Growing up in the 80s and 90s, my brother’s room was a shrine to Michael Jordan. After I came home one day, devastated about missing out on a part for a children’s theater production, I was taken by my brother to his display. He pointed at one of his favorite posters.
“You see that guy? He’s the best basketball player ever. And even HE was cut from a basketball team once. Don’t be so hard on yourself.”
Even after “making it” in the NBA, the legendary player said himself, “I’ve missed more than 9000 shots in my career. I’ve lost almost 300 games. 26 times, I’ve been trusted to take the game winning shot and missed. I’ve failed over and over and over again in my life. And that is why I succeed…..I can accept failure. Everyone fails at something. But I can’t accept not trying.”
Michael Jordan is not alone in this perspective. Think of the names Abraham Lincoln, Thomas Edison, Babe Ruth, JK Rowling, Oprah Winfrey, Henry Ford, Steve Jobs. When you consider what they have in common, it’s likely that you think of them first as successes. And while that’s certainly true, what has made them successful is their shared ability to grow from failure.
Consider the combination of their experiences and their perspectives:
- Abraham Lincoln suffered business, political, and personal losses, and said, “My greatest concern is not whether you have failed, but whether you are content with your failure.”
- After thousands of light bulb prototypes, Thomas Edison responded to a reporter’s question about his “failure” by quipping, “I have not failed. I’ve just found 10,000 ways that won’t work.”
- The Great Bambino held the record for career home runs for decades, and is still in the top three of all time. But he struck out more often than he hit it out of the park, saying, “Every strike brings me closer to the next home run.”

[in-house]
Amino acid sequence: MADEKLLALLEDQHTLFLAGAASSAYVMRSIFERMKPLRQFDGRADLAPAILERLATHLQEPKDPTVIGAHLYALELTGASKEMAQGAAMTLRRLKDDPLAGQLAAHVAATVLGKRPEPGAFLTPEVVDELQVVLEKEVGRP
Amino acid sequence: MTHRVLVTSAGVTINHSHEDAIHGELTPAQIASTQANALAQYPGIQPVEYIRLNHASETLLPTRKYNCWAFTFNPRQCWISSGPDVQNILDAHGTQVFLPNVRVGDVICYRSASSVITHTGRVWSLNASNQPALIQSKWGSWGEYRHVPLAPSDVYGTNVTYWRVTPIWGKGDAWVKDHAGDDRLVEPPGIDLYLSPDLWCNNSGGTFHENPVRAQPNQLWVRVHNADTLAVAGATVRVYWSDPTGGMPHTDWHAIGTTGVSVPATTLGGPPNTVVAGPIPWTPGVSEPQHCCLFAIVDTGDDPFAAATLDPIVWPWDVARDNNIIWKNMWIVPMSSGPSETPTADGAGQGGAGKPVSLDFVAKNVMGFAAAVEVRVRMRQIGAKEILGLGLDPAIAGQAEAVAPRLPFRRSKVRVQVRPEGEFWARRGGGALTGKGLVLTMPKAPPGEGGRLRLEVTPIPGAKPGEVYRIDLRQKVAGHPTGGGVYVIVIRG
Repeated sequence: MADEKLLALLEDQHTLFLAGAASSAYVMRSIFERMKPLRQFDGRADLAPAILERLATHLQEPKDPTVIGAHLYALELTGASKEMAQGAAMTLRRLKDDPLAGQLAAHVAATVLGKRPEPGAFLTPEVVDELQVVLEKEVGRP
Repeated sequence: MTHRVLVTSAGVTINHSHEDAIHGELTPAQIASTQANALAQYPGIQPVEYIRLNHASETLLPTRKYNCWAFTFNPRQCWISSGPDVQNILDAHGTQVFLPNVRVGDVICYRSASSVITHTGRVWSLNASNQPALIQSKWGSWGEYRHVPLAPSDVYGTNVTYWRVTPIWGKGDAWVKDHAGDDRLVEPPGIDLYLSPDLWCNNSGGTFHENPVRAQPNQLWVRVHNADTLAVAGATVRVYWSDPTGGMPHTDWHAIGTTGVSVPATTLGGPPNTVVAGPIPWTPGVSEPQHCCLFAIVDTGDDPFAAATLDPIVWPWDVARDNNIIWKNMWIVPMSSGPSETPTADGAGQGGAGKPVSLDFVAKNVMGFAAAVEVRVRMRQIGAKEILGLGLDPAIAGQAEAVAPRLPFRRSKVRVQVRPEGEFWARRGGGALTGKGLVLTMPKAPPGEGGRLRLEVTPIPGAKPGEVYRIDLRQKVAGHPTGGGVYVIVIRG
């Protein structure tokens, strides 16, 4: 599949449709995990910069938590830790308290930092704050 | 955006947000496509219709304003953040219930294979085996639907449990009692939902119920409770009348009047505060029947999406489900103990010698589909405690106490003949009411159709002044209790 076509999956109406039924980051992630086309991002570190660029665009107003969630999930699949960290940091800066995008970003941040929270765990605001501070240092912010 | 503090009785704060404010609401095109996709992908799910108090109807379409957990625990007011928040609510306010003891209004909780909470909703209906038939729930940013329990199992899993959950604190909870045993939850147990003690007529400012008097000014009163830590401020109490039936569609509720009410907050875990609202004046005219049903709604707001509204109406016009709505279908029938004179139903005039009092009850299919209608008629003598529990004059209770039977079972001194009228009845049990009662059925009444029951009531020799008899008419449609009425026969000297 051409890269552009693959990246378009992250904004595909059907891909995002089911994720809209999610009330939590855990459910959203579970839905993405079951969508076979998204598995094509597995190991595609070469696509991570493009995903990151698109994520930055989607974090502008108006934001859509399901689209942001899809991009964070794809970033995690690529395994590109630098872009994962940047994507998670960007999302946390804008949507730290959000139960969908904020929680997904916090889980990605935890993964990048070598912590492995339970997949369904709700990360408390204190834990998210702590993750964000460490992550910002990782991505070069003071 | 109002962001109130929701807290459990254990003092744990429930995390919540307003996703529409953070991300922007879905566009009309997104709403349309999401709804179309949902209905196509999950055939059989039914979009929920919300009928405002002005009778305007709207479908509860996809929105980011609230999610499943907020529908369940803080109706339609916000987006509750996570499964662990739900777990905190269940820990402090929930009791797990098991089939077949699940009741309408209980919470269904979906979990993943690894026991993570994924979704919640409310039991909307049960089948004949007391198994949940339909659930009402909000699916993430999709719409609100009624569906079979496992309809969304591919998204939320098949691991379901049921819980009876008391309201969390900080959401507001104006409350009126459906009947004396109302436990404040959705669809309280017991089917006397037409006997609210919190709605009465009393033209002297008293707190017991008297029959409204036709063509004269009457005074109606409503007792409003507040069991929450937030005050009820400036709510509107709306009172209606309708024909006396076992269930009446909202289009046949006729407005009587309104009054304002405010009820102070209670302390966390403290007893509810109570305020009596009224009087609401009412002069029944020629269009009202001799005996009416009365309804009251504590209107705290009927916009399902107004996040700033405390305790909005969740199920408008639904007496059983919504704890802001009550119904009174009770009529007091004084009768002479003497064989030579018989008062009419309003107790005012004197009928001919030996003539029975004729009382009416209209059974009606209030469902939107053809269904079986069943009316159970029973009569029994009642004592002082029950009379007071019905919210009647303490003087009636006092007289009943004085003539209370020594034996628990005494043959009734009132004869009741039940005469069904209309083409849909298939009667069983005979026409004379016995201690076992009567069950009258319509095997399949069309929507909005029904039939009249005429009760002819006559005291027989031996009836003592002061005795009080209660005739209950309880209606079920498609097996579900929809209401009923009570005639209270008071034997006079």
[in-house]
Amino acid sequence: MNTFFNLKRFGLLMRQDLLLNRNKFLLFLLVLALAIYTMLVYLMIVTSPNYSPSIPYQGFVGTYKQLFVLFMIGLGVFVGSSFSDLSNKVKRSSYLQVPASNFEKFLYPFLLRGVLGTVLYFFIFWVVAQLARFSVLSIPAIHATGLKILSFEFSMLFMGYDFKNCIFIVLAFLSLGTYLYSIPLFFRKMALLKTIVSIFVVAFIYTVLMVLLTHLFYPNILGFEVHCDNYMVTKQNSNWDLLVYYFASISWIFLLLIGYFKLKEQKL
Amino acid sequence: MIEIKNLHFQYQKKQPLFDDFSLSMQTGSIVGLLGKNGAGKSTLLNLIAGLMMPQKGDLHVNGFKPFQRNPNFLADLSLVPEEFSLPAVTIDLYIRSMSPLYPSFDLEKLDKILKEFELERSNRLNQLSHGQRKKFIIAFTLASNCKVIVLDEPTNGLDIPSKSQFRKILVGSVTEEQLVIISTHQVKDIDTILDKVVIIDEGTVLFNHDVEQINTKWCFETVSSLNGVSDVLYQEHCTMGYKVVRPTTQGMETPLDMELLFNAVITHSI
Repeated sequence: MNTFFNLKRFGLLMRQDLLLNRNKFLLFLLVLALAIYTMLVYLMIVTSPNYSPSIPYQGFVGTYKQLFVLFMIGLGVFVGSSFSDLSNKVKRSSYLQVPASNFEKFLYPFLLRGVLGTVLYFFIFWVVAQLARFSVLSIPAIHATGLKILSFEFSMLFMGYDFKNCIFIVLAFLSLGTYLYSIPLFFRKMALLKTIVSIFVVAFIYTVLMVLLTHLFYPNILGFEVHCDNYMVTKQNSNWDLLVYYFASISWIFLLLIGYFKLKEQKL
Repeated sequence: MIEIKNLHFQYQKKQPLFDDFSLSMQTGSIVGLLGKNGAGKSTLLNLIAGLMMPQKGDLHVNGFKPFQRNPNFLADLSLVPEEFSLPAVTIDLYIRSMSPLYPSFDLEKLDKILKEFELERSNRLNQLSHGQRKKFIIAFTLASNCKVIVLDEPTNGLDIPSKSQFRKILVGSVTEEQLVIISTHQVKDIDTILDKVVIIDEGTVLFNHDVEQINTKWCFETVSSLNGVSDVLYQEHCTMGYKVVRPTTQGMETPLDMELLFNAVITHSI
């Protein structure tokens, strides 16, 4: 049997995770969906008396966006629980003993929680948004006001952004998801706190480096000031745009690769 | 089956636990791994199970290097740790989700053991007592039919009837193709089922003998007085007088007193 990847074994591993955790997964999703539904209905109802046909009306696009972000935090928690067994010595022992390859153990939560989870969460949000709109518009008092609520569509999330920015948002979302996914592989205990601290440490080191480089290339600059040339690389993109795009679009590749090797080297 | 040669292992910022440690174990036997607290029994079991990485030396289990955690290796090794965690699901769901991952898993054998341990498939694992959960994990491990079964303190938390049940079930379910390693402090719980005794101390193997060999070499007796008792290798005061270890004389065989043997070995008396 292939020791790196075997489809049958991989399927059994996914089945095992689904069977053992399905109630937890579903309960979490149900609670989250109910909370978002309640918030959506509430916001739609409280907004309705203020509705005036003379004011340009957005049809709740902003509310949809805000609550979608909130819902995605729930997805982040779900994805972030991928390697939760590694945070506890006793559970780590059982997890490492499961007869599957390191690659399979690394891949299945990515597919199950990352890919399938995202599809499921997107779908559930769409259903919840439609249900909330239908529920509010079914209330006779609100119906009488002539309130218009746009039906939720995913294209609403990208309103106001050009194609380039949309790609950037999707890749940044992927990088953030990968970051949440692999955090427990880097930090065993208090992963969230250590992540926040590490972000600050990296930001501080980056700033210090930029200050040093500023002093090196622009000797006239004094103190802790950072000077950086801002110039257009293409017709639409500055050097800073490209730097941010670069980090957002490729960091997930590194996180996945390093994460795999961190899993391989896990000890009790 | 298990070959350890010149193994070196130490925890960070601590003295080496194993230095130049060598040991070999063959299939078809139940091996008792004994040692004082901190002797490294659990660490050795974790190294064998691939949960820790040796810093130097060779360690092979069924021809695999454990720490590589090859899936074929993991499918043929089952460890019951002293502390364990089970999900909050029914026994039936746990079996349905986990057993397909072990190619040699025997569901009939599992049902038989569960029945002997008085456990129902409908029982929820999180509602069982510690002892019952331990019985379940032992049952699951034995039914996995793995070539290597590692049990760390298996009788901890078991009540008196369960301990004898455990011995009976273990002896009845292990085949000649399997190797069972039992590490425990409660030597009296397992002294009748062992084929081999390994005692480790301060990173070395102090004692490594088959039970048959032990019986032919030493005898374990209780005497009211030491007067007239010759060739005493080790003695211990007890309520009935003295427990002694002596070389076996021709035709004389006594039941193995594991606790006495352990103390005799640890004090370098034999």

- Twelve publishers rejected Harry Potter before JK Rowling finally landed on a company that would put the tale in print. She offered this profound perspective on failure: “It is impossible to live without failing at something, unless you live so cautiously that you may as well not have lived at all — in which case, you have failed by default.”
- Oprah Winfrey was told she didn’t have the right name for television and was fired as a news anchor because her boss felt she wasn’t a good fit. In her words, “Where there is no struggle, there is no strength.”
- Before revolutionizing the automobile industry, Henry Ford had been written off by everyone in the business after a string of failed ventures. He summed up his approach saying, “Failure is simply the opportunity to begin again, this time more intelligently.”
- And Steve Jobs was famously fired from his own company before returning and creating an empire. He’s quoted as saying, “You’ve got to be willing to crash and burn. If you’re afraid of failing, you won’t get very far.”
It seems that those who excel have a healthy relationship with failure. Is this ability to learn and persevere through failure something we’ve forgotten to teach children? Is the concept of rigor sometimes confused with a zero tolerance for failure?
Some experts fear all three are true.
In Chapter 20 of our read along book, ,What If Everybody Understood Child Development?: Straight Talk About Bettering Education and Children’s Lives (affiliate link), Rae Pica points out, speaking of children: